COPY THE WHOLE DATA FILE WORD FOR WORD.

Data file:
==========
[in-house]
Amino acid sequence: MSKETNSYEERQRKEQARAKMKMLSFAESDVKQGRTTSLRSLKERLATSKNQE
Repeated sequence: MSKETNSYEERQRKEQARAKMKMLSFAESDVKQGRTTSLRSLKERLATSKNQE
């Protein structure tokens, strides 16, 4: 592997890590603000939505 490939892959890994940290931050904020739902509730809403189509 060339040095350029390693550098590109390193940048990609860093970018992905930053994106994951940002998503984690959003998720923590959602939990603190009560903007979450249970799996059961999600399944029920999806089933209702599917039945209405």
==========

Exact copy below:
[in-house]
Amino acid sequence: MSKETNSYEERQRKEQARAKMKMLSFAESDVKQGRTTSLRSLKERLATSKNQE
Repeated sequence: MSKETNSYEERQRKEQARAKMKMLSFAESDVKQGRTTSLRSLKERLATSKNQE
């Protein structure tokens, strides 16, 4: 592997890590603000939505 490939892959890994940290931050904020739902509730809403189509 060339040095350029390693550098590109390193940048990609860093970018992905930053994106994951940002998503984690959003998720923590959602939990603190009560903007979450249970799996059961999600399944029920999806089933209702599917039945209405």